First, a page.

Saimin, poetry and memories
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Shiro’s Saimin Haven honors its founder Franz Shiro “Mistah Saimin” Matsuo with a Founder’s Day special on Tuesday, April 9 – enjoy the Small Saimin with Garnishes for only 94 cents all day long.
The dish is normally priced at $3.85, but Shiro, who passed away last May would’ve turned 94 last month, so the promotional price serves as a special tribute to him.
In business since 1969, Shiro’s is known for its extensive selection of saimin combinations, as well as breakfast foods, plate lunches, sandwiches and “burga sandwiches.”
Some of Shiro’s original recipes that continue to be popular with customers include “Beeg” Shiro on Bun ($7.65), a triple-decker sandwich with teri beef, char siu, grilled onions, lettuce and tomato; and “Salute to Salud” Saimin ($8.05)
with a whopping 15 pieces of fishcake in three variations, wun tun, vegetables and garnishes, and created for world champion boxer Jesus Salud.
As for the saimin, there are 64 different options or you can create your own, all with noodles made fresh daily from its own Five Star Noodle Factory. Customers also can choose how they want their saimin – rare, medium or well-done, and the dashi which is clam-based can be substituted with Hot & Spicy or Miso Broth for an additional 95 cents.
“We started the Founder’s Day special last year on Shiro’s birthday with 93 cents Saimin,” says president Linda Matsuo, Shiro’s daugther, who has been running the family business since 1984. “It was really successful, and it was
his last birthday so it was really special. We didn’t know it was going to be his last birthday, but he was really happy because he came down here and all his friends came. So, we decided to do it again.”
Some new items have recently been added to the menu as well such as Crispy Pork Belly Saimin ($8.95) and Kalua Pork Saimin ($9.15). Since her father’s passing, however, Matsuo says the restaurant hasn’t changed much. They continue to serve Shiro’s original creations, while providing a welcoming, family-friendly environment and excellent customer service. The only thing missing is “Mistah Saimin” himself who would eat at the restaurant every day.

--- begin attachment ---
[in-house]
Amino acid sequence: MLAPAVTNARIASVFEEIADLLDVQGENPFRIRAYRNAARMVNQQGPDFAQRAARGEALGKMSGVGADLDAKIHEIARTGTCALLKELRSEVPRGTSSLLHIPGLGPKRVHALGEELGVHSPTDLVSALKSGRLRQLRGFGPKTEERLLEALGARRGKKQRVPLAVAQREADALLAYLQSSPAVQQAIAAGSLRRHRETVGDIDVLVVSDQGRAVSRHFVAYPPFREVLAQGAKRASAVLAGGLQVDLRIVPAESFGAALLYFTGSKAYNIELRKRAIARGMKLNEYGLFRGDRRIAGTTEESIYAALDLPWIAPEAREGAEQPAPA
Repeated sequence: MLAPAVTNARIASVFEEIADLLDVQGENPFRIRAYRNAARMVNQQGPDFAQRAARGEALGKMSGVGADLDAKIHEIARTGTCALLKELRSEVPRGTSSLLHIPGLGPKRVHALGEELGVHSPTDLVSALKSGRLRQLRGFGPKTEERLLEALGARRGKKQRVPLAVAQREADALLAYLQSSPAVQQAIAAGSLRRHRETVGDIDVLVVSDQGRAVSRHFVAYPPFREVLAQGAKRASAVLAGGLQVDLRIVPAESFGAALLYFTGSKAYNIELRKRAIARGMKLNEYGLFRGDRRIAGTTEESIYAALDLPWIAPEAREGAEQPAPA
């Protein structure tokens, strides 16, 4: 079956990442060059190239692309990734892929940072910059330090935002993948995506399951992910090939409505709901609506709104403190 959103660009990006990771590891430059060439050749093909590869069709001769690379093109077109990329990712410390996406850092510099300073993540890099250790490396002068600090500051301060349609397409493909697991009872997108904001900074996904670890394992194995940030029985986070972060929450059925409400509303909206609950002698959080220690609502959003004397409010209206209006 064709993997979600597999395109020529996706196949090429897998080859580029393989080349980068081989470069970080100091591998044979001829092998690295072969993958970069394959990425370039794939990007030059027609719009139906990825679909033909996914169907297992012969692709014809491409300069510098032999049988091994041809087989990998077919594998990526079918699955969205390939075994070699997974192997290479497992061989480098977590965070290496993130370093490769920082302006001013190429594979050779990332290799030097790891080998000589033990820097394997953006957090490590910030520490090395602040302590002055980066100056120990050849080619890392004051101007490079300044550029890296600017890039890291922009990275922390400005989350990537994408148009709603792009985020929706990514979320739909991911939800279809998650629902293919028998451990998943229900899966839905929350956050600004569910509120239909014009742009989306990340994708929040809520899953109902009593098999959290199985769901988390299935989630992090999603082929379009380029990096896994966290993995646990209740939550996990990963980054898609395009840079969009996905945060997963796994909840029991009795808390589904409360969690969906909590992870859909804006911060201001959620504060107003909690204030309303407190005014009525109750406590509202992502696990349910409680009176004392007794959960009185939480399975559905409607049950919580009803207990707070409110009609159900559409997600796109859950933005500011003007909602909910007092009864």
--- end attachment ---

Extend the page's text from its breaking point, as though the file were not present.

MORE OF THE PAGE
“We really miss him,” says Matsuo. “He’s someone that, when you walk into the room, you just cannot ignore. He always had so much energy.
“If I could just tell people to treasure their old folks. (Sometimes) they’re so annoying. I used to fight with him every day, but now he’s gone and I’m so sad. I think about all the times I could’ve been a little kinder to him. Be kind to them now. I just wanted him to leave me alone for a little while, but he went forever.”
Along with his food and flamboyant personality, Shiro also was known for his inspirational poems which he did for about 40 years. “He never missed a week,” remembers Matsuo. “About a month before he passed, Bryce (Shiro’s grandson who serves as restaurant manager) asked him, ‘Grandpa, do you mind if I take over writing the poems?’ And grandpa was so excited and said, ‘I would be honored if you took over. I would be so happy.’ For him that’s his legacy, his poetry.”
Those poems can be found online at Shiro’s Saimin Haven’s Facebook page, and here in Dining Out. Thanks to his family and dedicated employees, Shiro’s heart and legacy live on.
Shiro’s Saimin Haven
98-020 Kamehameha Hwy.
7 a.m. to 10:30 p.m.
Friday and Saturday,
7 a.m. to 11:30 p.m.
91-0919 Fort Weaver Road
7 a.m. to 10 p.m.
Friday and Saturday,
7 a.m. to 11 p.m.
94-256 Waipahu Depot Road
Sunday, 6:30 a.m. to 2 p.m.
6:30 a.m. to 7 p.m.
Saturday, 6:30 a.m. to 3 p.m.